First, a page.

At my university, disciplines include
  Civil Engineering
  Chemical Engineering
  Mechanical Engineering
  Electrical Engineering
  Computer Science

Sector-based departments include
  Ocean Engineering
  Aeronautics and Astronautics
  Earth, Atmospheric, and Planetary Sciences
  Urban Studies and Planning

3. Discipline vs. sector

Sector-based research and graduate programs are popular.
Sector-based undergraduate programs are not popular.
  Students want an education that opens many doors for them,
    not one that directs them toward fewer doors. Students
    like to keep their options open.
Sector-based programs fluctuate with the economy.
They risk excessive industrial influence on curriculum.
Risk of too much contemporary technology.

Discipline education has staying power (40 years).
Discipline education may not be holistic enough.
Risk of excessive specialization.
  This brings us to the next topic . . .

4. Inclusive vs. exclusive disciplines

Ages ago, engineering split into factions:
  Mining Engineering
  Ocean Engineering, Naval Architecture
  Materials Science
  Aeronautical Engineering
  Automotive Engineering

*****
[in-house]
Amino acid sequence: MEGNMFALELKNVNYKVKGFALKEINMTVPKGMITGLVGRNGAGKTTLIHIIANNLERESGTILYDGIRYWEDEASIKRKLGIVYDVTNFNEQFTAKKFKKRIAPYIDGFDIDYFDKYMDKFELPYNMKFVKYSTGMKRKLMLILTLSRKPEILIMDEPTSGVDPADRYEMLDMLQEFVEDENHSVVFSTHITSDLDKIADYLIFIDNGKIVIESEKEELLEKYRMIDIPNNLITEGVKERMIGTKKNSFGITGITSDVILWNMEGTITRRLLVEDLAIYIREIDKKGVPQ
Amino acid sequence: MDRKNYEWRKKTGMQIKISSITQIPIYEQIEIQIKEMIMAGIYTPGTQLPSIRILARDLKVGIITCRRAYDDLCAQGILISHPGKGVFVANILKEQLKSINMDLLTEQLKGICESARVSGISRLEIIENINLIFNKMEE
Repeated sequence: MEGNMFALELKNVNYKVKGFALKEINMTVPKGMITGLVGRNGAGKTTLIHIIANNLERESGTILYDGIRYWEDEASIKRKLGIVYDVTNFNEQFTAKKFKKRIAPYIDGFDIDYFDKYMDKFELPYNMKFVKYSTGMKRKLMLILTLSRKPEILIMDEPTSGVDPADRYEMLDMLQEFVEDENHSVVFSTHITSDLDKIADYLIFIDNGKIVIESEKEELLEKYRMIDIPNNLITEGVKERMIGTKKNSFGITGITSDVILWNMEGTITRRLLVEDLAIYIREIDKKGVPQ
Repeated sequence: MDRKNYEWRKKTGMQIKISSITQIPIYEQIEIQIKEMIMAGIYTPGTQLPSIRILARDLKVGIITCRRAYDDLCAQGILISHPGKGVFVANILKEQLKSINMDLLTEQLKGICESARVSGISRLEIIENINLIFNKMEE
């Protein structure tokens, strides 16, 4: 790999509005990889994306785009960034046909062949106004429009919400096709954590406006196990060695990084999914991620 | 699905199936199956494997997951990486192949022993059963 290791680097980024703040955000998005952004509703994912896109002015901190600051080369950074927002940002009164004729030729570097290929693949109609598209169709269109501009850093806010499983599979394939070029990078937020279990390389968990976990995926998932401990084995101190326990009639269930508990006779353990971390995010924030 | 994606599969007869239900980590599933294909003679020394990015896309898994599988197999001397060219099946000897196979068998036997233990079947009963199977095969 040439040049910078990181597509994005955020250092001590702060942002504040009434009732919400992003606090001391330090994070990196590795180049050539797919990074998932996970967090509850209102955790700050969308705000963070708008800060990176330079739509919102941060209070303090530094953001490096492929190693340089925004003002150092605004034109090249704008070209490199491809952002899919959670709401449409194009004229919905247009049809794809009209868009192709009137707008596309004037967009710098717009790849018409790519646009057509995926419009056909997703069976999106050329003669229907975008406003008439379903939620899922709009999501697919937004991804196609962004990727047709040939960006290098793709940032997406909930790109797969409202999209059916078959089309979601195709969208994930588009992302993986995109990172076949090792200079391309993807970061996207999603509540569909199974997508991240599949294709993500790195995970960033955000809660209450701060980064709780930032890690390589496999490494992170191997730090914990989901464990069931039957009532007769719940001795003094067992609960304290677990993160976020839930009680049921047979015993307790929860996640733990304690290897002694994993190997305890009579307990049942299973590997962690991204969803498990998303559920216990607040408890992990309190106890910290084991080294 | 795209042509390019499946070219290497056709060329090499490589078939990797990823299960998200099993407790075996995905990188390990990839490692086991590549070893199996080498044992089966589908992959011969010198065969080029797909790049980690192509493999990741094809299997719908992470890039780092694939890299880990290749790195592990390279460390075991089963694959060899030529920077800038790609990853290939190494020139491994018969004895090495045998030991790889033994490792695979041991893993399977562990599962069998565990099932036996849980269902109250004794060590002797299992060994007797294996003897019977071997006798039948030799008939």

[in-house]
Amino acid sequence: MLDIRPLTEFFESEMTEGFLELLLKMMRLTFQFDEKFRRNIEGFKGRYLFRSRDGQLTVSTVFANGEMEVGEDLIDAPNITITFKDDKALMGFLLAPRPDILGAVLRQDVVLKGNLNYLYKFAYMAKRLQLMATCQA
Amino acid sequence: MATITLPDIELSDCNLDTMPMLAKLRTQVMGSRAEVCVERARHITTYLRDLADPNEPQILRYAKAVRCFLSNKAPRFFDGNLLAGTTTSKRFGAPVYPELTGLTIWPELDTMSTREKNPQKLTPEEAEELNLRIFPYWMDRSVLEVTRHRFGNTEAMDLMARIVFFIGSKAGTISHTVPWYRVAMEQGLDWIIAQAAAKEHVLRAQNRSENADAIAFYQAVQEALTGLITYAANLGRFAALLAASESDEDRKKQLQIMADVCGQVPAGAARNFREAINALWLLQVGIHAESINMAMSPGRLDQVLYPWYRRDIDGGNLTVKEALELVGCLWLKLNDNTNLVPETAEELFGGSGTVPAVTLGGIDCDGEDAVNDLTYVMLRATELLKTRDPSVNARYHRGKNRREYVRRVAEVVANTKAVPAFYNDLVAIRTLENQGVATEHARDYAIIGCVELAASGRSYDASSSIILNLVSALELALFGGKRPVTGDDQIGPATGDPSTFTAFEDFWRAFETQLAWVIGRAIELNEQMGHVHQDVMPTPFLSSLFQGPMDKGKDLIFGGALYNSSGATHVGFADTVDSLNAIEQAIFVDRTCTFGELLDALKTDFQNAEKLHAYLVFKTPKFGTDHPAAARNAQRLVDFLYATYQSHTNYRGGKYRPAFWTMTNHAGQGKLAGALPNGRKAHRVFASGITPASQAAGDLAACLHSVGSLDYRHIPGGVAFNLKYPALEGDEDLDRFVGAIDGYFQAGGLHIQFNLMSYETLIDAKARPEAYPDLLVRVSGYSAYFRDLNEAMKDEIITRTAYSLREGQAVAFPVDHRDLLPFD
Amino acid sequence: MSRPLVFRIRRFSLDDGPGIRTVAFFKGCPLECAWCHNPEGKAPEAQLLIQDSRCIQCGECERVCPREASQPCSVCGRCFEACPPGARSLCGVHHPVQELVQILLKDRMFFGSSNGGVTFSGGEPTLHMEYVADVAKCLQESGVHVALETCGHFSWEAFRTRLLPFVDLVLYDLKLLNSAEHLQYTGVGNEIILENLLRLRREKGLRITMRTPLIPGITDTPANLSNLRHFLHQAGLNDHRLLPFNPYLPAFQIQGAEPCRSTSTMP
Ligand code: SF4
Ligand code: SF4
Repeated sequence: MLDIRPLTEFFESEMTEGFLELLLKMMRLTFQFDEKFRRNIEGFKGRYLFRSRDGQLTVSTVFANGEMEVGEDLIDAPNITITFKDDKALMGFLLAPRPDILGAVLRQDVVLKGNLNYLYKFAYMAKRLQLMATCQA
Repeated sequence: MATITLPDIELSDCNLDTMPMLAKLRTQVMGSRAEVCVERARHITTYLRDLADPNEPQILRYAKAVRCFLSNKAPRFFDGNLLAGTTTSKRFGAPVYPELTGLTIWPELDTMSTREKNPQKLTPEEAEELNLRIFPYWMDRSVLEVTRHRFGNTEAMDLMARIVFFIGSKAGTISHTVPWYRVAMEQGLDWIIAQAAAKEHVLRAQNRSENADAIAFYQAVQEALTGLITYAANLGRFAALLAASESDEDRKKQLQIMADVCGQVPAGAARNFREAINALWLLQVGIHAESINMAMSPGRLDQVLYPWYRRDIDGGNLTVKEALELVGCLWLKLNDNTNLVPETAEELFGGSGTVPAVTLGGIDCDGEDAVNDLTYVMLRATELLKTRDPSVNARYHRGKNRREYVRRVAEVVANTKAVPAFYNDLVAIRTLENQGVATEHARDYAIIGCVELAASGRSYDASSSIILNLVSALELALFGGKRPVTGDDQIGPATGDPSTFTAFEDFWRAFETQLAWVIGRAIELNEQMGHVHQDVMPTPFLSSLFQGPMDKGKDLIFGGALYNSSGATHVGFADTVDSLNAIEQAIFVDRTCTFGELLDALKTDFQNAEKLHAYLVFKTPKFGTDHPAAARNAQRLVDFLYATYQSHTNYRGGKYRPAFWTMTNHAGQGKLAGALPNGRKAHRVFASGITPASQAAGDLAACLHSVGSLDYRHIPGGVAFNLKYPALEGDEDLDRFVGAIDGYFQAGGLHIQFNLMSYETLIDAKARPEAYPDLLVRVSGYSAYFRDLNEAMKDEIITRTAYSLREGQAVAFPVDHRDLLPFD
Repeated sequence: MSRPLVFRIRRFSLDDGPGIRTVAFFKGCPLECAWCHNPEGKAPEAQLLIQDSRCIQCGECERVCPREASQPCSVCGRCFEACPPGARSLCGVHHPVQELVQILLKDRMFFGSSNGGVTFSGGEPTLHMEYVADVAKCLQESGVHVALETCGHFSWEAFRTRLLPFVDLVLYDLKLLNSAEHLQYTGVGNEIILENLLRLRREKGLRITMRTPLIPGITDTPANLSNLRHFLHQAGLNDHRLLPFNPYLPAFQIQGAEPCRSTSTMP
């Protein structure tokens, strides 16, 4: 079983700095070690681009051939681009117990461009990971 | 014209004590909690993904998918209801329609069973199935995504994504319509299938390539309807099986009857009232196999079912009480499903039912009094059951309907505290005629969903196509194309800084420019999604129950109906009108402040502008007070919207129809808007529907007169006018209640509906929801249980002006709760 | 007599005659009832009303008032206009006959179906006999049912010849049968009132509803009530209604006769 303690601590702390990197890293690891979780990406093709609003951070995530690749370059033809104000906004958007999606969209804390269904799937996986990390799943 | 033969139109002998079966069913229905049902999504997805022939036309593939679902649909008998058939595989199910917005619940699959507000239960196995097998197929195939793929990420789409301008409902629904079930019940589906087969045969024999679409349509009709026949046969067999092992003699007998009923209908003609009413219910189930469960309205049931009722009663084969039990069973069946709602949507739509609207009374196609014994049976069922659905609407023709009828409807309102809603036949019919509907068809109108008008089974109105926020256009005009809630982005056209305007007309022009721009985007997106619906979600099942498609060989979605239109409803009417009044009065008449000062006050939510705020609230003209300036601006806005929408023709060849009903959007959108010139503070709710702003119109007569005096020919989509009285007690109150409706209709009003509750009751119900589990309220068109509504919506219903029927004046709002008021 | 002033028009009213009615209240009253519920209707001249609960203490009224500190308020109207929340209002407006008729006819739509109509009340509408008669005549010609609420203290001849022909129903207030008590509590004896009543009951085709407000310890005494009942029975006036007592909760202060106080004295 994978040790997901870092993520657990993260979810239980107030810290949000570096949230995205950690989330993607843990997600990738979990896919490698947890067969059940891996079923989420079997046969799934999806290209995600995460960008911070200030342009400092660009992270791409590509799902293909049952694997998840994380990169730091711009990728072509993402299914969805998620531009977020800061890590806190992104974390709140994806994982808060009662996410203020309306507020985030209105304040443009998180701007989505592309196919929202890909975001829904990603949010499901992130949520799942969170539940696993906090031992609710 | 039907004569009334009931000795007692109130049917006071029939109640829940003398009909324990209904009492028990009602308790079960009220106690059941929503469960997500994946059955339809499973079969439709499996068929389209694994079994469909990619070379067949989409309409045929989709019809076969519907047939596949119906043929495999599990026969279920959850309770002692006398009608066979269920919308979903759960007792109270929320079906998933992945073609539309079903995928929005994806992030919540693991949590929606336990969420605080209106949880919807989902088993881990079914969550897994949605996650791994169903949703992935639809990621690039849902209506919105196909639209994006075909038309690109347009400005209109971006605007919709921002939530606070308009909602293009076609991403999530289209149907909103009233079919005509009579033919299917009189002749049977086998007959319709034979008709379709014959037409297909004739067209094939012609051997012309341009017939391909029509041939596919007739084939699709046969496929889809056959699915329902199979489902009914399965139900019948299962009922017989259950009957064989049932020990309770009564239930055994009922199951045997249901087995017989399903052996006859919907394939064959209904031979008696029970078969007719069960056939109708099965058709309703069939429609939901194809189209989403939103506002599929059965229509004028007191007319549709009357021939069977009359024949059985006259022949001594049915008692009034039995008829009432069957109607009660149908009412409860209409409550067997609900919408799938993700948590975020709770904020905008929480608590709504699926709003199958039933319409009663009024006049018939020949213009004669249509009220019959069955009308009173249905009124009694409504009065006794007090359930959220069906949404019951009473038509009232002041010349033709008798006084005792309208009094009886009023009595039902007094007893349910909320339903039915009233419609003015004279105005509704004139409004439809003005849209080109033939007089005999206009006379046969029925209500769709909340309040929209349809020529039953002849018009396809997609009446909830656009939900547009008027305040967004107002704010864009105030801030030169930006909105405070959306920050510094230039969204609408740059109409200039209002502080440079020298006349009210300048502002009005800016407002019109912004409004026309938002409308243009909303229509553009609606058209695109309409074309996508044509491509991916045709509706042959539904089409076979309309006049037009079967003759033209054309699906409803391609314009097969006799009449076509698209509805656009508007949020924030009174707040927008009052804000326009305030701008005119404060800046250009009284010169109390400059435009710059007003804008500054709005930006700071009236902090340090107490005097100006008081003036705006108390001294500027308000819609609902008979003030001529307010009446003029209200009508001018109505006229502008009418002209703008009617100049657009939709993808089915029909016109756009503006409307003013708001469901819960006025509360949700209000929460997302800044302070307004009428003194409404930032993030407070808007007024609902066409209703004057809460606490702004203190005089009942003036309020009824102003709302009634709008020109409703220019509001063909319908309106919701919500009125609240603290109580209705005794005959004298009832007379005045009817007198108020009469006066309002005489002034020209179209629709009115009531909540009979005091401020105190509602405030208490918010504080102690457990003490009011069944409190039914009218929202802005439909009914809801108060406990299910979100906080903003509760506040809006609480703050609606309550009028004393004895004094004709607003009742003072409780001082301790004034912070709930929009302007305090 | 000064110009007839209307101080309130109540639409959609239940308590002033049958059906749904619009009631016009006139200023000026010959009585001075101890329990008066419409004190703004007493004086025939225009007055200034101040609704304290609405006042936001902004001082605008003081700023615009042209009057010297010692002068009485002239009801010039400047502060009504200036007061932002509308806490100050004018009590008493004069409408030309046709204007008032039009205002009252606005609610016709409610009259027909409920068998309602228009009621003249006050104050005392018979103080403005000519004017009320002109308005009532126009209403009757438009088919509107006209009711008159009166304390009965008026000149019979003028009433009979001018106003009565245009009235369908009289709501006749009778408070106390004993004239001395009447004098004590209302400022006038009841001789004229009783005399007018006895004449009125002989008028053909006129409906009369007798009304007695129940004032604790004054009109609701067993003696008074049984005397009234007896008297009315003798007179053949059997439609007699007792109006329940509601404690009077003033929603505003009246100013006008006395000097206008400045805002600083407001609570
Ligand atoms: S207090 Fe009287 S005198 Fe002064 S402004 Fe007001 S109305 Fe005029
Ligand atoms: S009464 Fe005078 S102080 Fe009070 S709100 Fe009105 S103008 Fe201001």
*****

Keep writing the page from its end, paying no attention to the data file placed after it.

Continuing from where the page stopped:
(consistent with attitudes of professional societies)

But Electrical Engineering took the opposite view.
  In 1963 IRE and AIEE actually merged!
  IEEE succeeded in retaining specialties (microwaves,
    semiconductors, controls, communications, power, . . .).
  Even computer science is close to E.E.
      Are E.E. and C.S. actually a single discipline?
      Operational test: are there E.E. products without C.S. "parts?"

4. Should EE be together with CE and/or CS?

Most think so.
  Almost all E.E. departments have C.E. or C.S. activities.
Graduates need both E.E. and C.S.
  Modern products are information-intensive.
      Functionality can be realized in hardware, software, etc.
  Designers need to optimize across moving boundaries.
E.E. and C.S. face the same fundamental limit.
  Among engineering disciplines, E.E. is blessed:
      Simple components (R, L, C, gate, . . .)
      Linear connection laws (Maxwell, Kirchhoff)
      Models accurate over wide dynamic range
      Low manufacturing cost
      What is it that limits an electrical system?   Complexity.
  Software is man-made; no manufacturing, distribution cost.
      What is it that limits a software system? Complexity.

4. Are other major fusions possible?

Are M.E. and Aero really different, deep down?
How about Ocean Engineering and Civil Engineering?
Perhaps Nuclear Engineering and Material Science?